DPS 35th Meeting, 1-6 September 2003
Session 44. Terrestrial Planets I
Oral, Chairs: M. A. Bullock and D. H. Grinspoon, Saturday, September 6, 2003, 10:30-11:20am, DeAnza III

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[44.01] Understanding the Venus Oxygen Nightglow

T. G. Slanger (SRI), N.J. Chanover (NMSU), P.C. Cosby (SRI), D. Crisp (JPL), D.L. Huestis (SRI)

Dayside photodissociation of CO2 results in oxygen atoms and carbon monoxide molecules that are transported by winds to the nightside. A portion of this stored chemical energy appears as visible and infrared nightglow emissions. For example, the intensity of 1.27 micron emission from O2(a) roughly corresponds to the dayside photodissociation rate. That the visible wavelength emissions from O2(c) are much weaker is explained by more rapid quenching. Oxygen atom green-line emission is weaker yet, sometimes conspicuous and often imperceptible. The intensity of O2(a) is also observed to vary by 20% in an hour and by a factor of 10 across the nightside. The O2(c) emissions appear to be more stable, varying by about a factor of 2 between the four observations.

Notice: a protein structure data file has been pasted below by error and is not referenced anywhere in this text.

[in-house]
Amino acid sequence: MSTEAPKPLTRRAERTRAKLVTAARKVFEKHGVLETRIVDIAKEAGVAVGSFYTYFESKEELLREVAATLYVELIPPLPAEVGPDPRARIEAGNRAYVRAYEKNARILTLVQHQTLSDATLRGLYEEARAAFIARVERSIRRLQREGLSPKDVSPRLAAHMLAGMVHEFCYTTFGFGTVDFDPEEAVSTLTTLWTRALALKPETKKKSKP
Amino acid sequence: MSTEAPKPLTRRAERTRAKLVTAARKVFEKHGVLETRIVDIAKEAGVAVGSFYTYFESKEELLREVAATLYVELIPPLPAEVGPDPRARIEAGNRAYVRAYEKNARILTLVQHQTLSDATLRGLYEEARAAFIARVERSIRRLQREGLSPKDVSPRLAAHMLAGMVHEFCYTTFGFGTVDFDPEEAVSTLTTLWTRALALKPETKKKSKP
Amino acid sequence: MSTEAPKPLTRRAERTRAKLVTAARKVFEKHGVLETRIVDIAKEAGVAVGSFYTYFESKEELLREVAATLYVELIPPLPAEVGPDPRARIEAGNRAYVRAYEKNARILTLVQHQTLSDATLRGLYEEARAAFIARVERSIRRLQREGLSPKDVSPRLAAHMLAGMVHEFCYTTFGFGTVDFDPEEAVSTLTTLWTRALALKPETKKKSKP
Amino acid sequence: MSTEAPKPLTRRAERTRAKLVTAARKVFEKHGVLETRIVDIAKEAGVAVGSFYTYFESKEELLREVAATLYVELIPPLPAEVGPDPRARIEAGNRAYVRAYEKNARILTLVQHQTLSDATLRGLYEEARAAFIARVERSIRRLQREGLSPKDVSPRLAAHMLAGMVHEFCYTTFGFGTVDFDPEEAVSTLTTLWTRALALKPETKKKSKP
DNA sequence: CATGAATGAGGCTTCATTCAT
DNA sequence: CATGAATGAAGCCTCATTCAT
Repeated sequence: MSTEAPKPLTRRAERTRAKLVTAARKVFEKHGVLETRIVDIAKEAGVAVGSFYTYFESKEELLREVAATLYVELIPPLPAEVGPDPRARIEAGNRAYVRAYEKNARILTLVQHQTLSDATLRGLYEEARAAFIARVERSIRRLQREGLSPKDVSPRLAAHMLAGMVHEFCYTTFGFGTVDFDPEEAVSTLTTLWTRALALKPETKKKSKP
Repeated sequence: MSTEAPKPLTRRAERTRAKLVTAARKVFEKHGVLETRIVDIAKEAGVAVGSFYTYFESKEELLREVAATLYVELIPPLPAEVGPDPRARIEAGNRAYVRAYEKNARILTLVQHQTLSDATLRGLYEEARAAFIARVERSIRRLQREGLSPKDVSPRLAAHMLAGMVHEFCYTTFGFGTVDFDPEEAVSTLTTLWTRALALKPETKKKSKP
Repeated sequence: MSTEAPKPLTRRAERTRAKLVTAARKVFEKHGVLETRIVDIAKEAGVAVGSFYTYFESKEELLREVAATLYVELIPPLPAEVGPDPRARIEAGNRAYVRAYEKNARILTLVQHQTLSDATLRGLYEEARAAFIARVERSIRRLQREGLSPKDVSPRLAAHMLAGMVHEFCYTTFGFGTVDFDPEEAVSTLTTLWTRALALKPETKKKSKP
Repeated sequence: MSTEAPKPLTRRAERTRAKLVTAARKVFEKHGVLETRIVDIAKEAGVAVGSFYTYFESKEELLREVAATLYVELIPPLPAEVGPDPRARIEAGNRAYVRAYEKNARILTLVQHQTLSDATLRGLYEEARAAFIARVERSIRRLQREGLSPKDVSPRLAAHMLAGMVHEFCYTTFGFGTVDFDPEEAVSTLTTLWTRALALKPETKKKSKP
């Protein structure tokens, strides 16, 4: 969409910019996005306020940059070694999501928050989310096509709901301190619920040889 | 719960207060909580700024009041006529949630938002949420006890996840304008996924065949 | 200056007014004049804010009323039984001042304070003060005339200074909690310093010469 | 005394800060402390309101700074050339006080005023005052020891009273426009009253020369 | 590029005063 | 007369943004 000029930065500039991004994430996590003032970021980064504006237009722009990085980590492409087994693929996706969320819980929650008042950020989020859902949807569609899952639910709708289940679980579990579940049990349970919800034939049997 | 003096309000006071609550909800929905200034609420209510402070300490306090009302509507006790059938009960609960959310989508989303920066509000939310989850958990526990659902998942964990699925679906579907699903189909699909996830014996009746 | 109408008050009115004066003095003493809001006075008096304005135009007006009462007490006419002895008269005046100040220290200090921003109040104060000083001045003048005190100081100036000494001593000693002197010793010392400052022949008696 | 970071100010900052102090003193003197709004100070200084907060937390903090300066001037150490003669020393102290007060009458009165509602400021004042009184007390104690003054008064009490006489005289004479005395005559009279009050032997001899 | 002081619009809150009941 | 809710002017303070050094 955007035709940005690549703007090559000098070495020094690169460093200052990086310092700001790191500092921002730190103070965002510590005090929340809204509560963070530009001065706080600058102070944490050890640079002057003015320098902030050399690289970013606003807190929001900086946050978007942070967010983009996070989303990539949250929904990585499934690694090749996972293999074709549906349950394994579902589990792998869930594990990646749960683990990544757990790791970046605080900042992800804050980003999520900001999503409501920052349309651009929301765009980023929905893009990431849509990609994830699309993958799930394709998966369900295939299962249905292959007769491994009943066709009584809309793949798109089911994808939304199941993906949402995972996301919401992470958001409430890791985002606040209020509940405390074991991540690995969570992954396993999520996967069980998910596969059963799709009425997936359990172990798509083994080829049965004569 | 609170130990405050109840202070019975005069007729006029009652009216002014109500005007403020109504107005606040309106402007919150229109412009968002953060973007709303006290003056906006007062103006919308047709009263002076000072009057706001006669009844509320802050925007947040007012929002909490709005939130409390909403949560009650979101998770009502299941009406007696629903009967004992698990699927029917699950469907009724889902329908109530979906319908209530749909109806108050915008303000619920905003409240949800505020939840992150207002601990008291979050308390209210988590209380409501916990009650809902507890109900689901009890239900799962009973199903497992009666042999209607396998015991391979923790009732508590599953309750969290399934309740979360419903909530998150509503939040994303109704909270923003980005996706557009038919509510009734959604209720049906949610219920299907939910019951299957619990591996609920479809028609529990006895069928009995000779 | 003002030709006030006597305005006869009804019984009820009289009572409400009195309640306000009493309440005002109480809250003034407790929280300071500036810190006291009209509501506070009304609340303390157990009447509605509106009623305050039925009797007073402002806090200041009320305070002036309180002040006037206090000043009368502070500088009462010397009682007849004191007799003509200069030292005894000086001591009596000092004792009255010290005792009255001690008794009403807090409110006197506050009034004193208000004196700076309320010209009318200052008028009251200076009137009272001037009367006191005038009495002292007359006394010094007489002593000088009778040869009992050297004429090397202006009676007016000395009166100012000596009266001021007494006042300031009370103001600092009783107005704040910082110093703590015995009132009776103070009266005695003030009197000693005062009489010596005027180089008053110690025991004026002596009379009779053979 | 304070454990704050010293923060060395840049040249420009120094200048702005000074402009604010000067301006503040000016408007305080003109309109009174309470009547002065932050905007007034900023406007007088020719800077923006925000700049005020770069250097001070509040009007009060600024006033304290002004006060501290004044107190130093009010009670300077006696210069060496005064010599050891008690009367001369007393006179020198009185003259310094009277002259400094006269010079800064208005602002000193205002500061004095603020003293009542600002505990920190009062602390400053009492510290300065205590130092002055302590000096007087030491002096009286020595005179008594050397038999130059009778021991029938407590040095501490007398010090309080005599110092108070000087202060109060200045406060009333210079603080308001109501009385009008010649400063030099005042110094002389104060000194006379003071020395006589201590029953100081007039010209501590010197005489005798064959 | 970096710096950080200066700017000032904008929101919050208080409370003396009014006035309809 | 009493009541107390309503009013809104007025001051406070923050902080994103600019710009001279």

We will review recent telescope observations and suggest a new chemical reaction, O2(c) + CO arrow O(1S) + CO2 + 0.2 eV, that could be the source of the green-line emission, if the rate coefficient were as large as 10-13 cm3s-1. Variation in the local CO density could drive variability in the molecular oxygen nightglow if the rate coefficient for the other channels, O2(A,A',c) + CO arrow O(1D,3P) + CO2, were as large as 10-11 [O atom production is known to be that fast for collisions of O2(X) with high vibrational levels of O2(A)]. In that case, it would also become a significant player in the photochemical stability of the Venus atmosphere.

Supported by NSF and NASA Planetary Astronomy and Atmospheres programs.

The author(s) of this abstract have provided an email address for comments about the abstract: tom.slanger@sri.com

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Bulletin of the American Astronomical Society, 35 #4
© 2003. The American Astronomical Soceity.